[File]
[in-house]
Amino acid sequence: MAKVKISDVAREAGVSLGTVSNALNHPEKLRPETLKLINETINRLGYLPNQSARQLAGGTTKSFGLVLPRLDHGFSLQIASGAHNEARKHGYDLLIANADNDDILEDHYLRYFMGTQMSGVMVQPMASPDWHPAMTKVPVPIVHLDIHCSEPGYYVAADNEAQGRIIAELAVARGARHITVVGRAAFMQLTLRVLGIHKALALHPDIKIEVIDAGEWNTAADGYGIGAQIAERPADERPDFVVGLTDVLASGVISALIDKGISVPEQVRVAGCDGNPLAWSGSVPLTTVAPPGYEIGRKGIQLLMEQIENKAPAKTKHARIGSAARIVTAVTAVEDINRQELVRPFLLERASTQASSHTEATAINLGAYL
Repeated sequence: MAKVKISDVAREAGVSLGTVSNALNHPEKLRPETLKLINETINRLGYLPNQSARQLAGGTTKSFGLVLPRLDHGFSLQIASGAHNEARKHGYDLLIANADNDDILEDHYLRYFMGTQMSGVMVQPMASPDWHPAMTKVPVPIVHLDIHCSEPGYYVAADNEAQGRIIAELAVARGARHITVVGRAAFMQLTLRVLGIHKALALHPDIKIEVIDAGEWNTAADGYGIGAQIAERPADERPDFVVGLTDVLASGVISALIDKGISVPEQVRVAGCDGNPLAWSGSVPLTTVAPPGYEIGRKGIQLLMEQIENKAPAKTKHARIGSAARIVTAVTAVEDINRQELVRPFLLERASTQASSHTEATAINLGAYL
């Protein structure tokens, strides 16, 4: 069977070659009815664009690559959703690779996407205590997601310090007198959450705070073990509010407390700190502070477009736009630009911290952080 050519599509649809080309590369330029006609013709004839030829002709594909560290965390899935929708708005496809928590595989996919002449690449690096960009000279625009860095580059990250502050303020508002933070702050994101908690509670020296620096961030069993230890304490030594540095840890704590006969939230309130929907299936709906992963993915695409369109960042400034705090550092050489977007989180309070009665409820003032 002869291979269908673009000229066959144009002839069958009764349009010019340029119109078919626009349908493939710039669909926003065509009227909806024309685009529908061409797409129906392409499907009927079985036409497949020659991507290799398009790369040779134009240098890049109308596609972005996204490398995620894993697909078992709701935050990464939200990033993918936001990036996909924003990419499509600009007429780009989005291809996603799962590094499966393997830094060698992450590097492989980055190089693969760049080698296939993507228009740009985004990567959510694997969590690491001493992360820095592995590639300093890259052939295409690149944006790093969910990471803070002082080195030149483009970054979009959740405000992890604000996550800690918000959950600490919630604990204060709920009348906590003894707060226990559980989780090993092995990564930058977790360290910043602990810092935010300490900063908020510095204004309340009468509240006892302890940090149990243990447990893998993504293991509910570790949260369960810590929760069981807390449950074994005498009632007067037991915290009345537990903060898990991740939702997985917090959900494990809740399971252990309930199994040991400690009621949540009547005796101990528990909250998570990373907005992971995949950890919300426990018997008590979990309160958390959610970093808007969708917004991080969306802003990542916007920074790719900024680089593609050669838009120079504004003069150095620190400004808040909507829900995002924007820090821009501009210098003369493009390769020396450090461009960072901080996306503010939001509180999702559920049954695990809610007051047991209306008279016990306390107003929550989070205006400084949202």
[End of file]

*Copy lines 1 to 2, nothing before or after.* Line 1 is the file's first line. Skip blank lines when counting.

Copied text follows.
[in-house]
Amino acid sequence: MAKVKISDVAREAGVSLGTVSNALNHPEKLRPETLKLINETINRLGYLPNQSARQLAGGTTKSFGLVLPRLDHGFSLQIASGAHNEARKHGYDLLIANADNDDILEDHYLRYFMGTQMSGVMVQPMASPDWHPAMTKVPVPIVHLDIHCSEPGYYVAADNEAQGRIIAELAVARGARHITVVGRAAFMQLTLRVLGIHKALALHPDIKIEVIDAGEWNTAADGYGIGAQIAERPADERPDFVVGLTDVLASGVISALIDKGISVPEQVRVAGCDGNPLAWSGSVPLTTVAPPGYEIGRKGIQLLMEQIENKAPAKTKHARIGSAARIVTAVTAVEDINRQELVRPFLLERASTQASSHTEATAINLGAYL